The SNP have triumphed in an Aberdeen by-election, taking a “thumping victory” over the Tories who were more than 600 votes behind in second place.
The party’s candidate Audrey Nicoll has been elected as councillor for Torry/Ferryhill after receiving the most votes with 1,618.
The Scottish Conservatives’ Neil Murray came in second with 972 votes, while Labour’s Willie Young trailed in third place with 395 votes.
Voters in Torry/Ferryhill went to the polls yesterday to elect a new councillor following the resignation of SNP member Catriona Mackenzie.
Newly-elected councillor Mrs Nicoll said she was “delighted” by the result which saw her receive a 43.2% share of the vote.
She added: “It has been quite a hard campaign. The weather has been against us in the middle of November and there’s a lot of other things going on.
“I’m absolutely chuffed to bits and I want to give a big thank you to the voters who came out and put their faith in me which is fantastic.
“I also want to give a massive thank you to all the activists and volunteers who have really made this campaign happen and brought about the result tonight.”
The former policewoman, was involved in the establishment of the force’s first serious sexual offences specialist investigation unit, said she thinks being a “people person” helped deliver the positive result.
She added: “My background is very much in public service. I love speaking to people.
“I come from a background where you were expected to listen to what people had to tell you and act on it and I hope that some of that experience has helped me start to engage with people in Torry and Ferryhill.”
The by-election result means the ruling Conservative, Aberdeen Labour and independent administration have just a single member majority.
SNP group leader Stephen Flynn said the result marked an “absolutely thumping victory” for the SNP.
He added: “Audrey was a fantastic candidate and will make an even better councillor.
“It’s an absolutely thumping victory for the SNP.
“Having a by-election in the depths of winter was always going to be tough but we took that challenge on and we won by a huge margin.
“It’s brilliant to have the people of Torry/Ferryhill put their faith in an SNP councillor.”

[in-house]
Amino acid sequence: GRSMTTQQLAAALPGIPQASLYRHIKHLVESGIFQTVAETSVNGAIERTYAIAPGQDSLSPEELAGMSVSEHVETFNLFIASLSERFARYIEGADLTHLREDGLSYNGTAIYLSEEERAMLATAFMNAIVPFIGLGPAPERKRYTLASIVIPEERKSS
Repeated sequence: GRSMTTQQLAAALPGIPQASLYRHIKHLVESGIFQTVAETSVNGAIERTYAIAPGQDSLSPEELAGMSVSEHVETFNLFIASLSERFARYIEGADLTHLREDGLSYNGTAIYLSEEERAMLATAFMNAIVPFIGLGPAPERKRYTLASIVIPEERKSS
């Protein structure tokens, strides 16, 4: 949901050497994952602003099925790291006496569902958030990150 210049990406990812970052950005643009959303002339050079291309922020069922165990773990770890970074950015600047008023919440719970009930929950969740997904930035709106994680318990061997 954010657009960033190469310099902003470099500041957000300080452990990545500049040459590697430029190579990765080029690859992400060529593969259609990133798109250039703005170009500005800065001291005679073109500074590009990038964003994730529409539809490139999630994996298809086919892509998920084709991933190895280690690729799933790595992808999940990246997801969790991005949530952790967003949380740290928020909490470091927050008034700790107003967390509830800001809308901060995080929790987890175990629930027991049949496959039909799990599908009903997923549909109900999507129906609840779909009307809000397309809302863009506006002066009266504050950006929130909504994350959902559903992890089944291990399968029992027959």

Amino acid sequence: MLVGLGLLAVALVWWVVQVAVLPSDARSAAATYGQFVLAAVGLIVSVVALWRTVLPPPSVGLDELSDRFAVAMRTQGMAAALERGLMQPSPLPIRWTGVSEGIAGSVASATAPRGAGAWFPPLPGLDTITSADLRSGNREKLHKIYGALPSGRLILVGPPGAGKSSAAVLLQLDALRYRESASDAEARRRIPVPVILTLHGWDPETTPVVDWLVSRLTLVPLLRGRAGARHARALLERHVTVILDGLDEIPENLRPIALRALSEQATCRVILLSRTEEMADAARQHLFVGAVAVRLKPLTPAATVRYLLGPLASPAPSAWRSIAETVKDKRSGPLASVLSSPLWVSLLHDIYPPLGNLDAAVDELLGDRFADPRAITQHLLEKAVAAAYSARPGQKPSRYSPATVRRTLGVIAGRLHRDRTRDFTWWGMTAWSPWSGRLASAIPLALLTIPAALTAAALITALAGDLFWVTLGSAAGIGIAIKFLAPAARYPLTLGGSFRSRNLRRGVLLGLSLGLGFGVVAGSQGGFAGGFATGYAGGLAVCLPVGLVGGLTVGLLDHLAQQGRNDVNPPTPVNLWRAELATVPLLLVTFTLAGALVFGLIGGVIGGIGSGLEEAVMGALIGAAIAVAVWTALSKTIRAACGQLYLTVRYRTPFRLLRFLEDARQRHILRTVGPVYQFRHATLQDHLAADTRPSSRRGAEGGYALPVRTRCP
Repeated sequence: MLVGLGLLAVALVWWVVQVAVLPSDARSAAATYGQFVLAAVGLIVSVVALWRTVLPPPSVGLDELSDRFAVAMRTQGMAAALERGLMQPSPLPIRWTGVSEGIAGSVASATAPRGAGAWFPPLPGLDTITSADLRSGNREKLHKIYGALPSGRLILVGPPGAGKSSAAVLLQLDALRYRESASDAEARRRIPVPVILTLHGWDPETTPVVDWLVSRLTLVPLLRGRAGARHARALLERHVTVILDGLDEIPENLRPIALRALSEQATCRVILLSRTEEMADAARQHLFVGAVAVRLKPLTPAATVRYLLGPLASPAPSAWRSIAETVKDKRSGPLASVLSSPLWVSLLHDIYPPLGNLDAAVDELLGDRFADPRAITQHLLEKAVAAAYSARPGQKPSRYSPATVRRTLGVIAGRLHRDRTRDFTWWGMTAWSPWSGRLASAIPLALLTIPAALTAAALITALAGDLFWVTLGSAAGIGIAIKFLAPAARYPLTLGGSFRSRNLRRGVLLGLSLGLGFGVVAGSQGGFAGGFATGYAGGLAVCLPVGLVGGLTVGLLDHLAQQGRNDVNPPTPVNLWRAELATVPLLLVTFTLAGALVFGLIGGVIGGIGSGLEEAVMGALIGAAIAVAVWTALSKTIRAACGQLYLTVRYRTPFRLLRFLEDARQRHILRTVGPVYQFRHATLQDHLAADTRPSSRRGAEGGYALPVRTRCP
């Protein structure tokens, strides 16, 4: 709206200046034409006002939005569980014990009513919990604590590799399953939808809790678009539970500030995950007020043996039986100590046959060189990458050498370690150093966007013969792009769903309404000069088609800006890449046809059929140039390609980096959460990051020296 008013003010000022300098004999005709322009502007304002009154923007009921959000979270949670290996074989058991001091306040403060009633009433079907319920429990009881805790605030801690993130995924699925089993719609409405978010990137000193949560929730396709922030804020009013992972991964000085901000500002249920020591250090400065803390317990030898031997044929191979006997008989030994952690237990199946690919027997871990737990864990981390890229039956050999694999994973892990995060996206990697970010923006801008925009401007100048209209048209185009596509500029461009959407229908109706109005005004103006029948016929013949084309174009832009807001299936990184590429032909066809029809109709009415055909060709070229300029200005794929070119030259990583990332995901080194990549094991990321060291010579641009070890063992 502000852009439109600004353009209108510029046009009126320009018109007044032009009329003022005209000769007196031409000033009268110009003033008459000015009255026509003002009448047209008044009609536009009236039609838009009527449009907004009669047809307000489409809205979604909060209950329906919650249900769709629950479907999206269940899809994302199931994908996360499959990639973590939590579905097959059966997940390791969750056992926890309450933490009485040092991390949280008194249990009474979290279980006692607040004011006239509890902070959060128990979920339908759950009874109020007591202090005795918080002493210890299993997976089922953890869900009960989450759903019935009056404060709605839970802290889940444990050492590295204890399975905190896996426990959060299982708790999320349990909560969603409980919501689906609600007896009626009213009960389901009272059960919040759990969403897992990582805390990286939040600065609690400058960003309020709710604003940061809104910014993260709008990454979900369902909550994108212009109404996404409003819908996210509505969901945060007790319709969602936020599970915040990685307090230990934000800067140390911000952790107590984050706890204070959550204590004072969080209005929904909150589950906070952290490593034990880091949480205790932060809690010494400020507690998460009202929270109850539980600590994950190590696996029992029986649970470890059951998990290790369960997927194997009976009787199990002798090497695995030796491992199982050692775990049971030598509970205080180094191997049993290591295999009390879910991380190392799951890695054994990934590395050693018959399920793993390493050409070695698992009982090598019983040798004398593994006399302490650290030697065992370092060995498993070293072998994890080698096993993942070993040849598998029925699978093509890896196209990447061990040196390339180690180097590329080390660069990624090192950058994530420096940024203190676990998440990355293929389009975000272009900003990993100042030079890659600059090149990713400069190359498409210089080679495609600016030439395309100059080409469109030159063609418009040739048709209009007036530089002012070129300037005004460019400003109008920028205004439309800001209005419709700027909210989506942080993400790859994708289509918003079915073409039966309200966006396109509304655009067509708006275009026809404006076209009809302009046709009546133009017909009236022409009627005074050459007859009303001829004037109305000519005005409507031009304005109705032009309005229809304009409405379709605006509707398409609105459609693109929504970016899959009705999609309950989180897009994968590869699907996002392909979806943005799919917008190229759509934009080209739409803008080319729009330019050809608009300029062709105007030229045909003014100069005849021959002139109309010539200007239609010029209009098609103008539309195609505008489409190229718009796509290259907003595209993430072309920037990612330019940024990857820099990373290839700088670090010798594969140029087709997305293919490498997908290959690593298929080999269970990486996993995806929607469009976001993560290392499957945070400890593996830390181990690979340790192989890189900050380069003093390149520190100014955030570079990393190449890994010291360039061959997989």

Mr Flynn puts the success of his party’s campaign down to its focus on “local issues”.
He said: “Audrey was very heavily focusing on local issues.
“She spoke to thousands of residents over the course of the campaign and they know that if they elected an SNP councillor they would have a strong voice in Aberdeen City Council.”
Douglas Lumsden, Scottish Conservative group leader and co-leader of the council, said he was “disappointed” by the result but added he was pleased the party had maintained their share of the vote.
He added: “It’s really clear, especially coming up to the election for Aberdeen South, that we’re the only unionist party that can challenge the SNP.
“It’s either us or the SNP on December 12.”
Under-fire councillor Ryan Houghton was at last night’s count, joined by Scottish Conservative group colleagues despite party bosses pulling their support from his candidacy for Aberdeen North in next month’s General Election amid accusations of anti-Semitism and homophobia.
He has been suspended by the party, and told he would receive no backing in his campaign in the run up to the election, after a number of comments made online more than seven years ago were unearthed.
Mr Houghton has strongly denied any accusations that he is anti-Semitic or homophobic.
Mr Lumsden was asked whether the recent controversy, along with allegations former Aberdeen South MP Ross Thomson had sexually assaulted a Labour MP in a Commons bar, claims he strenuously denies, had damaged the party’s reputation in the city.
He said: “I don’t think it has harmed us at all.
“We look forward now to the General Election in three weeks time.
“Voters have a clear choice, it’s either us or the SNP.”
Liberal Democrat candidate Gregor McAbery came in fourth place with 315 votes, followed by Betty Lyon of the Scottish Green Party on 304 votes, independent Simon McLean with 86 and UKIP’s Roy Hill on 53 votes.
Despite coming in fourth, Liberal Democrat group leader Ian Yuill said his party had made “substantial progress” in just two years since the last council election, receiving 3.3% more of the vote share.
He added: “From our point of view it’s a very satisfactory result and we are looking forward to the next General Election and to the next council elections in 2022.
“The Liberal Democrat fight back continues. We’ve still got a way to go but we’re confident we’re heading in the right direction.
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“It was very noticeable during the campaign that people who were still voting Conservative or SNP were saying they were giving serious thought to us and we did seem to pick up a number of second preference votes.”
He added that the Labour Party was clearly in “serious trouble” in Aberdeen, following last night’s by-election result and another in Bridge of Don last month, which saw them knocked into fourth place, behind the Liberal Democrats.
The ward is already represented by SNP councillor Christian Allard, Conservative Alan Donnelly and Aberdeen Labour member Yvonne Allan.
The Bridge of Don by-election saw a Conservative and SNP councillor elected to the local authority, after the Tories topped the polls with the SNP coming in second.